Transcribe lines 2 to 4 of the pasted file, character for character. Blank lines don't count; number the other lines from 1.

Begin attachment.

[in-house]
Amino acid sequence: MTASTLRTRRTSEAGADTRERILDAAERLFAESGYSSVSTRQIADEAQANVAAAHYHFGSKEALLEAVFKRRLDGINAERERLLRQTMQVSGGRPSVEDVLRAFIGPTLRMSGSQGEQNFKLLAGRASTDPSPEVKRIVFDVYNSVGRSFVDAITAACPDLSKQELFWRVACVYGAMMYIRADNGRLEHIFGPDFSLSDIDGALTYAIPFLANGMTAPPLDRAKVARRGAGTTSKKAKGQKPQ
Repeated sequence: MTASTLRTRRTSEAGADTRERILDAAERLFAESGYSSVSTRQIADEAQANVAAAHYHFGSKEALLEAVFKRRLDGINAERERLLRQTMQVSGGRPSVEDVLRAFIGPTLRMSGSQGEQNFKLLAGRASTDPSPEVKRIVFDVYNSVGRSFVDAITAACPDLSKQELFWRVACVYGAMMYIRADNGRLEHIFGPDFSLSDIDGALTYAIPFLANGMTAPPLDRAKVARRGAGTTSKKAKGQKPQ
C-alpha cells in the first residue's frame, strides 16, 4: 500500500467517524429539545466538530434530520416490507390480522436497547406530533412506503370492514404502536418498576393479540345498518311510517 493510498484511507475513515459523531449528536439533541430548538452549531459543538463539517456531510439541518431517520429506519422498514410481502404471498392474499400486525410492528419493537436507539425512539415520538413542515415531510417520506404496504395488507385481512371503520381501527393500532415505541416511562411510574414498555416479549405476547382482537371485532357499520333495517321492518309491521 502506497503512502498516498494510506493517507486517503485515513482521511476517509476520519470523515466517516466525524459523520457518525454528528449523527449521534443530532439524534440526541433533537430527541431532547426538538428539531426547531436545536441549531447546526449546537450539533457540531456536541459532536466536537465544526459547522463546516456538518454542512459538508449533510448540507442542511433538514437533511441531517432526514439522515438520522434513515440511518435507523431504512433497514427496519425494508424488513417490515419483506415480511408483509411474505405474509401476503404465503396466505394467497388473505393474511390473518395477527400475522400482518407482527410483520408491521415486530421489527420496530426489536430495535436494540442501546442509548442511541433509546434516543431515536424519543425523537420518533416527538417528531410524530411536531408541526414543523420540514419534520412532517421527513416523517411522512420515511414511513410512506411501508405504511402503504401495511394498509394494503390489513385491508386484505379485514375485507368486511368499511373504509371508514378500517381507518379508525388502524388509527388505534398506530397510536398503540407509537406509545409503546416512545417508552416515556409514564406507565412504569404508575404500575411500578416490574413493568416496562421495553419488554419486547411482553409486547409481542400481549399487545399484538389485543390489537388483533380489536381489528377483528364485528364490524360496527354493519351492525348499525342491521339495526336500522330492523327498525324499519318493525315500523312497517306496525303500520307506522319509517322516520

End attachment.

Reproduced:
Amino acid sequence: MTASTLRTRRTSEAGADTRERILDAAERLFAESGYSSVSTRQIADEAQANVAAAHYHFGSKEALLEAVFKRRLDGINAERERLLRQTMQVSGGRPSVEDVLRAFIGPTLRMSGSQGEQNFKLLAGRASTDPSPEVKRIVFDVYNSVGRSFVDAITAACPDLSKQELFWRVACVYGAMMYIRADNGRLEHIFGPDFSLSDIDGALTYAIPFLANGMTAPPLDRAKVARRGAGTTSKKAKGQKPQ
Repeated sequence: MTASTLRTRRTSEAGADTRERILDAAERLFAESGYSSVSTRQIADEAQANVAAAHYHFGSKEALLEAVFKRRLDGINAERERLLRQTMQVSGGRPSVEDVLRAFIGPTLRMSGSQGEQNFKLLAGRASTDPSPEVKRIVFDVYNSVGRSFVDAITAACPDLSKQELFWRVACVYGAMMYIRADNGRLEHIFGPDFSLSDIDGALTYAIPFLANGMTAPPLDRAKVARRGAGTTSKKAKGQKPQ
C-alpha cells in the first residue's frame, strides 16, 4: 500500500467517524429539545466538530434530520416490507390480522436497547406530533412506503370492514404502536418498576393479540345498518311510517 493510498484511507475513515459523531449528536439533541430548538452549531459543538463539517456531510439541518431517520429506519422498514410481502404471498392474499400486525410492528419493537436507539425512539415520538413542515415531510417520506404496504395488507385481512371503520381501527393500532415505541416511562411510574414498555416479549405476547382482537371485532357499520333495517321492518309491521 502506497503512502498516498494510506493517507486517503485515513482521511476517509476520519470523515466517516466525524459523520457518525454528528449523527449521534443530532439524534440526541433533537430527541431532547426538538428539531426547531436545536441549531447546526449546537450539533457540531456536541459532536466536537465544526459547522463546516456538518454542512459538508449533510448540507442542511433538514437533511441531517432526514439522515438520522434513515440511518435507523431504512433497514427496519425494508424488513417490515419483506415480511408483509411474505405474509401476503404465503396466505394467497388473505393474511390473518395477527400475522400482518407482527410483520408491521415486530421489527420496530426489536430495535436494540442501546442509548442511541433509546434516543431515536424519543425523537420518533416527538417528531410524530411536531408541526414543523420540514419534520412532517421527513416523517411522512420515511414511513410512506411501508405504511402503504401495511394498509394494503390489513385491508386484505379485514375485507368486511368499511373504509371508514378500517381507518379508525388502524388509527388505534398506530397510536398503540407509537406509545409503546416512545417508552416515556409514564406507565412504569404508575404500575411500578416490574413493568416496562421495553419488554419486547411482553409486547409481542400481549399487545399484538389485543390489537388483533380489536381489528377483528364485528364490524360496527354493519351492525348499525342491521339495526336500522330492523327498525324499519318493525315500523312497517306496525303500520307506522319509517322516520